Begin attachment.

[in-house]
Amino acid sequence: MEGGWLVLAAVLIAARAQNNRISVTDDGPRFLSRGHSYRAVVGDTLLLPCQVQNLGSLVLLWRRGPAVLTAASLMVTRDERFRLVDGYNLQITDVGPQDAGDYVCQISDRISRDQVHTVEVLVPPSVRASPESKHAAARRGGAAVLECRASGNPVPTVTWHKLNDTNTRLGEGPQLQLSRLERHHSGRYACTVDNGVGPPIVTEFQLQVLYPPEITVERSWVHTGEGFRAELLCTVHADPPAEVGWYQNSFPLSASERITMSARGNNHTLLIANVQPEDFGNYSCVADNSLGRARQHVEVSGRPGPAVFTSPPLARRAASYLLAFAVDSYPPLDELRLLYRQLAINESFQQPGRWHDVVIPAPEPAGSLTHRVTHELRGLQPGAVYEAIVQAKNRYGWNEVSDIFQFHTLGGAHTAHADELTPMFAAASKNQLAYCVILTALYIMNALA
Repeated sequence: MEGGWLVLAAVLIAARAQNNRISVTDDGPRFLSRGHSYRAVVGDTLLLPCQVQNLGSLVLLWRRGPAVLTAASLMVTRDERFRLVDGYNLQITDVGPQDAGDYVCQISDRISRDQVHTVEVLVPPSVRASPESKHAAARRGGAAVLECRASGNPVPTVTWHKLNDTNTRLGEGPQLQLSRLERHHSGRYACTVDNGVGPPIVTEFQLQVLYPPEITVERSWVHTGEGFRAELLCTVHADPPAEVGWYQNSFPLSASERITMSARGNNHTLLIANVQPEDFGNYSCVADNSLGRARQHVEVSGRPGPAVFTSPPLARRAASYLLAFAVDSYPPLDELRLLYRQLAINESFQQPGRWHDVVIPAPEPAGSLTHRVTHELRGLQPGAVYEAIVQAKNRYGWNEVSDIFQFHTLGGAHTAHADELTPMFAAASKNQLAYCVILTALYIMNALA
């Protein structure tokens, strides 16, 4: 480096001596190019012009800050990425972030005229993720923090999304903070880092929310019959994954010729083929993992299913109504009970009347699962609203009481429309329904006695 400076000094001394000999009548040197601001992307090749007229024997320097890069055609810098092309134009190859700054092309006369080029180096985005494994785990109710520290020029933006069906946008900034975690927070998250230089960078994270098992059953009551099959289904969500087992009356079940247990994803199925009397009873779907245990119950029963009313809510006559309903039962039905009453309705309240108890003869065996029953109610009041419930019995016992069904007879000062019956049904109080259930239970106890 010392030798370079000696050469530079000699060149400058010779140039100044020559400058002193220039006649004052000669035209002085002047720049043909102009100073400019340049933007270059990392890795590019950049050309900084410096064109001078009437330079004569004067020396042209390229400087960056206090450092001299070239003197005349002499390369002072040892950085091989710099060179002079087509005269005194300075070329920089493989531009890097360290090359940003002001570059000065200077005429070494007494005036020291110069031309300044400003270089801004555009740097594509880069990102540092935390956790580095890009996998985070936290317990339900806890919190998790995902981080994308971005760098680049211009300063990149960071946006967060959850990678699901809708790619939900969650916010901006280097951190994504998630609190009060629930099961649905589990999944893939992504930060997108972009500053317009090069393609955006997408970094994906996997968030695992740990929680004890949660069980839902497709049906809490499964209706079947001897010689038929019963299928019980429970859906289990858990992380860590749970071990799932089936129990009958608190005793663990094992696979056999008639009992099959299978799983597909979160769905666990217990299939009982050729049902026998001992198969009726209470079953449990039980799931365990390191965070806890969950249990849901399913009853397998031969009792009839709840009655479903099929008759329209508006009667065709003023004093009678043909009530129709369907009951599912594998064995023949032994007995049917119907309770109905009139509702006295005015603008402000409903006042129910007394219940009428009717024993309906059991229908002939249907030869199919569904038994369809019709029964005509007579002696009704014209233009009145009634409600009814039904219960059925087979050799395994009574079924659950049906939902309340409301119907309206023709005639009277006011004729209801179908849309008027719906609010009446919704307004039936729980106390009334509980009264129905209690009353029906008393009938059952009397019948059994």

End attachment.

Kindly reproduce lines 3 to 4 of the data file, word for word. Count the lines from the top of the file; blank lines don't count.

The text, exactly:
Repeated sequence: MEGGWLVLAAVLIAARAQNNRISVTDDGPRFLSRGHSYRAVVGDTLLLPCQVQNLGSLVLLWRRGPAVLTAASLMVTRDERFRLVDGYNLQITDVGPQDAGDYVCQISDRISRDQVHTVEVLVPPSVRASPESKHAAARRGGAAVLECRASGNPVPTVTWHKLNDTNTRLGEGPQLQLSRLERHHSGRYACTVDNGVGPPIVTEFQLQVLYPPEITVERSWVHTGEGFRAELLCTVHADPPAEVGWYQNSFPLSASERITMSARGNNHTLLIANVQPEDFGNYSCVADNSLGRARQHVEVSGRPGPAVFTSPPLARRAASYLLAFAVDSYPPLDELRLLYRQLAINESFQQPGRWHDVVIPAPEPAGSLTHRVTHELRGLQPGAVYEAIVQAKNRYGWNEVSDIFQFHTLGGAHTAHADELTPMFAAASKNQLAYCVILTALYIMNALA
């Protein structure tokens, strides 16, 4: 480096001596190019012009800050990425972030005229993720923090999304903070880092929310019959994954010729083929993992299913109504009970009347699962609203009481429309329904006695 400076000094001394000999009548040197601001992307090749007229024997320097890069055609810098092309134009190859700054092309006369080029180096985005494994785990109710520290020029933006069906946008900034975690927070998250230089960078994270098992059953009551099959289904969500087992009356079940247990994803199925009397009873779907245990119950029963009313809510006559309903039962039905009453309705309240108890003869065996029953109610009041419930019995016992069904007879000062019956049904109080259930239970106890 010392030798370079000696050469530079000699060149400058010779140039100044020559400058002193220039006649004052000669035209002085002047720049043909102009100073400019340049933007270059990392890795590019950049050309900084410096064109001078009437330079004569004067020396042209390229400087960056206090450092001299070239003197005349002499390369002072040892950085091989710099060179002079087509005269005194300075070329920089493989531009890097360290090359940003002001570059000065200077005429070494007494005036020291110069031309300044400003270089801004555009740097594509880069990102540092935390956790580095890009996998985070936290317990339900806890919190998790995902981080994308971005760098680049211009300063990149960071946006967060959850990678699901809708790619939900969650916010901006280097951190994504998630609190009060629930099961649905589990999944893939992504930060997108972009500053317009090069393609955006997408970094994906996997968030695992740990929680004890949660069980839902497709049906809490499964209706079947001897010689038929019963299928019980429970859906289990858990992380860590749970071990799932089936129990009958608190005793663990094992696979056999008639009992099959299978799983597909979160769905666990217990299939009982050729049902026998001992198969009726209470079953449990039980799931365990390191965070806890969950249990849901399913009853397998031969009792009839709840009655479903099929008759329209508006009667065709003023004093009678043909009530129709369907009951599912594998064995023949032994007995049917119907309770109905009139509702006295005015603008402000409903006042129910007394219940009428009717024993309906059991229908002939249907030869199919569904038994369809019709029964005509007579002696009704014209233009009145009634409600009814039904219960059925087979050799395994009574079924659950049906939902309340409301119907309206023709005639009277006011004729209801179908849309008027719906609010009446919704307004039936729980106390009334509980009264129905209690009353029906008393009938059952009397019948059994």